Novak Djokovic played down a reported rift with Roger Federer and Rafael Nadal on Wednesday, saying he welcomed their views on the controversial ousting of ATP Chairman Chris Kermode. Federer and Nadal ripped top-ranked Djokovic, current president of the ATP Player Council, for failing to contact them over the decision to terminate Englishman Kermode, whose reign began in 2014 and concludes at year's end after a vote at Indian Wells earlier this month. Serbian star Djokovic vociferously pushed for change despite many within the game strongly advocating for Kermode to remain in charge.
Federer said Wednesday he was not "chasing" Djokovic for an explanation despite claiming at Indian Wells it was "hard to understand" why Djokovic turned down a request to discuss the situation.
Djokovic, however, maintains he would welcome the input of the Swiss and Spanish legends.
"We welcome them as well as anyone else who wants to join the political discussions," Djokovic said ahead of the ATP Miami Open, where he is due to begin play Friday.
"The player council is only part of the structure. We are not part of the board or deciding anything. We are in consultation and collaboration with player board representatives.
"Federer and Nadal have been icons of our sport for so many years and their opinions are extremely important to everyone. If they want to be active and part of it, either officially or unofficially, I think it's only positive for us.
"I saw Roger today. We were cutting the ribbon at the opening of the center court. We had a small chat but there was no time to talk about the political stuff. Hopefully we will have time in the next few days to go through some things."
Novak sees no change
Nadal stressed the decision to make a change at the top of the ATP was so big that everyone should have been consulted, raising the chance of a major fall-out between the three stars.
"I have not noticed anything from their side or from mine," Djokovic said.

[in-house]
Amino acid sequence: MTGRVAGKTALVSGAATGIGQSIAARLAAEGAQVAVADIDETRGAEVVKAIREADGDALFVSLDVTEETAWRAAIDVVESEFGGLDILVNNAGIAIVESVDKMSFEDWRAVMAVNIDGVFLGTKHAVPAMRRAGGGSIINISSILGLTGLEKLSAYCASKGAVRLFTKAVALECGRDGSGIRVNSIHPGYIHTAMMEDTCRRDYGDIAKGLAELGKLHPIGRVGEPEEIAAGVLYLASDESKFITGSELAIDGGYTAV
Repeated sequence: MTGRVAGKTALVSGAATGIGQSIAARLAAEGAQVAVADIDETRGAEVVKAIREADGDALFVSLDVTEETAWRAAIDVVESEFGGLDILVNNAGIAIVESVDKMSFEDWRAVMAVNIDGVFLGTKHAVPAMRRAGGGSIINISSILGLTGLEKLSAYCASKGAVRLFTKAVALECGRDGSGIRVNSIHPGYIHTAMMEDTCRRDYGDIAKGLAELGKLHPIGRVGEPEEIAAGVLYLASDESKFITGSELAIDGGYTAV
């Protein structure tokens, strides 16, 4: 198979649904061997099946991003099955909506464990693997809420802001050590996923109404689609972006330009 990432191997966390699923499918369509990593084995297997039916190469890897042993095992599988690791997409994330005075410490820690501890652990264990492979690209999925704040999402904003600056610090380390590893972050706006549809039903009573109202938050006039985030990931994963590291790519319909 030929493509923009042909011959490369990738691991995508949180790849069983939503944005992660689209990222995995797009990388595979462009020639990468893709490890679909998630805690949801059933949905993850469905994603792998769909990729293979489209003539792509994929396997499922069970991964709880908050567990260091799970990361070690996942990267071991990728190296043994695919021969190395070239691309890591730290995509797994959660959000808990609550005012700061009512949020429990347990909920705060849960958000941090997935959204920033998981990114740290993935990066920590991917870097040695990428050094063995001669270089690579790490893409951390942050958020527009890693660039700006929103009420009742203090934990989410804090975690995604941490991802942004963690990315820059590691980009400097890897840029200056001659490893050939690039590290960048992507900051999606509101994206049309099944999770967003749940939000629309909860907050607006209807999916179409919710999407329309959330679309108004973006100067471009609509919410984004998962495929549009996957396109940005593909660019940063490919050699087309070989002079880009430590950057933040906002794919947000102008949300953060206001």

"It's not necessary for people to create any tensions or divisions between us. On the contrary, I have a good relationship with both of them. We always respected each other. We are rivals of course so it's hard to be friends.
"We need an open dialogue and for people to have different opinions. That's what a democratic society is. We all try and be part of that."
Djokovic said many players were frustrated at the current system.
"It's frustrating for me personally and other players who have been part of the structure because it has failed us many times," he said.
"And many times when top players wanted to be involved and be heard they felt like everything they have said was not really followed through in a way it was supposed to be."
Federer chases 101st title
Political conversations will continue over the next few months as Kermode's successor is found, but for now Djokovic, who suffered an early exit in California, will aim to transfer his energy into landing a seventh Miami title.
Djokovic, 31, enjoyed a stellar 2018, winning Wimbledon and the US Open before taking his major tally to 15 by reigning in Australia at the start of 2019.
"I haven't had too many single matches as I lost early in Indian Wells," Djokovic said. "But Miami is a special place for me because I won my first big title here. That opened a lot of doors for me."
Federer, meanwhile, is chasing his 101st career title after narrowly losing to Austrian Dominic Thiem in the Indian Wells final last weekend.
At 37, the Swiss is firmly in the twilight of his amazing career but has no intention to hang up his racket just yet.
"I'm happy to be at 100 titles. It's exciting to have won that many," said Federer, who debuts Saturday.
"It was a pity I couldn't get to 101 last week but I will keep plugging away and hopefully give myself more opportunities. The most important thing is to be healthy and happy playing and that's exactly how I feel."